To Barro, the recent recession and financial crisis is no excuse. He notes that deeper recessions usually yield faster recoveries and, although real estate crashes are associated with slower recoveries, current growth rates are still well below what would be expected.
Barro believes that the Obama administration does not understand the importance of individual incentives and that its policies have served to raise the cost of work. Also, its Keynesian-style demand stimulus and attempts at industrial policy have failed. Instead, he suggests, the government should “get its fiscal house in order and make meaningful long-term reforms to entitlement programs and the tax structure.”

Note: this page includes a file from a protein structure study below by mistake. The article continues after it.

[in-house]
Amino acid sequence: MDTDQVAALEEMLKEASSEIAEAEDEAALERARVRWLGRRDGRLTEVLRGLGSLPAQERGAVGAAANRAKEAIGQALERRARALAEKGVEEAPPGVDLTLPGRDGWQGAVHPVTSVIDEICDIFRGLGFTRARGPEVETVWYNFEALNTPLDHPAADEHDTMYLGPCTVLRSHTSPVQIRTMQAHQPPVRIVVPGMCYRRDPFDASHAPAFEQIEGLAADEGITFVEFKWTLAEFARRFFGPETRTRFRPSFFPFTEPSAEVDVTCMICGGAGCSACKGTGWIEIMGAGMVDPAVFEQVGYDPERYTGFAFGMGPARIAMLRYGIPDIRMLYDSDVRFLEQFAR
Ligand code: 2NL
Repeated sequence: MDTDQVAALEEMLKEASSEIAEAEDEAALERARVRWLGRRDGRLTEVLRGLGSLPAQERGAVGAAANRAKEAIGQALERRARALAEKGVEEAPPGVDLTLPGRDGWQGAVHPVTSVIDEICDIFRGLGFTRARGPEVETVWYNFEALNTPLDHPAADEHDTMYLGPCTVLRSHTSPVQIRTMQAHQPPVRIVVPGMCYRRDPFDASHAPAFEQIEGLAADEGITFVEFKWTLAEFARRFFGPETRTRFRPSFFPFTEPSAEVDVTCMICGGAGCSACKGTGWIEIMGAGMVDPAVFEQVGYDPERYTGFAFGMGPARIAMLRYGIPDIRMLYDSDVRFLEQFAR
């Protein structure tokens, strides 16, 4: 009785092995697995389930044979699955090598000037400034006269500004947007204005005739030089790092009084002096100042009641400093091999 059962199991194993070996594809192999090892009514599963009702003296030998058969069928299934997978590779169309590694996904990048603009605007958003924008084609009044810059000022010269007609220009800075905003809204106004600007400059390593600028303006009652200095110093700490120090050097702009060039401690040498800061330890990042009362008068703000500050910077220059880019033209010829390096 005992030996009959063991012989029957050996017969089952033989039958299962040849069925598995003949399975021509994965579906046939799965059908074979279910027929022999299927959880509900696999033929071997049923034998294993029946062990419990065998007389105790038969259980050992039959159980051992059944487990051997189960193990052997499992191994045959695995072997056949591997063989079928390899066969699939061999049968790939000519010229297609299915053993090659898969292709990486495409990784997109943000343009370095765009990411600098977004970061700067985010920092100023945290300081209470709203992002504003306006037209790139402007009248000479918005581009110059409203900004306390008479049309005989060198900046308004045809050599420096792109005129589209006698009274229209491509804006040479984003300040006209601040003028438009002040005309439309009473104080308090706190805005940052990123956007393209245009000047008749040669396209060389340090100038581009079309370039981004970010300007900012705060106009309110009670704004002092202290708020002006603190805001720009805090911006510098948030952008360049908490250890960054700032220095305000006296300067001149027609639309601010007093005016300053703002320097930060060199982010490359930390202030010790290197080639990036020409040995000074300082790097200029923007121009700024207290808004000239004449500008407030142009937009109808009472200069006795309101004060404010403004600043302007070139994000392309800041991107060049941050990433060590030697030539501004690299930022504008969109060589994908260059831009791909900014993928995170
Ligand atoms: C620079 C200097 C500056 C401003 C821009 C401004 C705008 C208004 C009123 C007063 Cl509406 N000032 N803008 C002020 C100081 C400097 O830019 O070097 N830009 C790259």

This translates into a lower tax burden, a lower regulatory burden, and greater clarity about future government policies. But the Obama administration persists in taking us in the opposite direction.


Richard J. Grant is a Professor of Finance and Economics at Lipscomb University and a Senior Fellow at the Beacon Center of Tennessee. His column appears on Sundays.

E-mail messages received at: rjg@richardjgrant.com

Follow on Twitter: @RichardJGrant1


Copyright © Richard J Grant 2012

Sunday, June 03, 2012

Are We Really Surprised When Private Companies Do Great Things?

Published in The Tennessean, Sunday, June 3, 2012 and Forbes with archives.

by Richard J. Grant
  
When things have been done a particular way for a long time, it is often difficult to imagine them being done any other way. This was evident in the apparent amazement that a private company might be capable of successfully launching a spacecraft capable of docking with the International Space Station.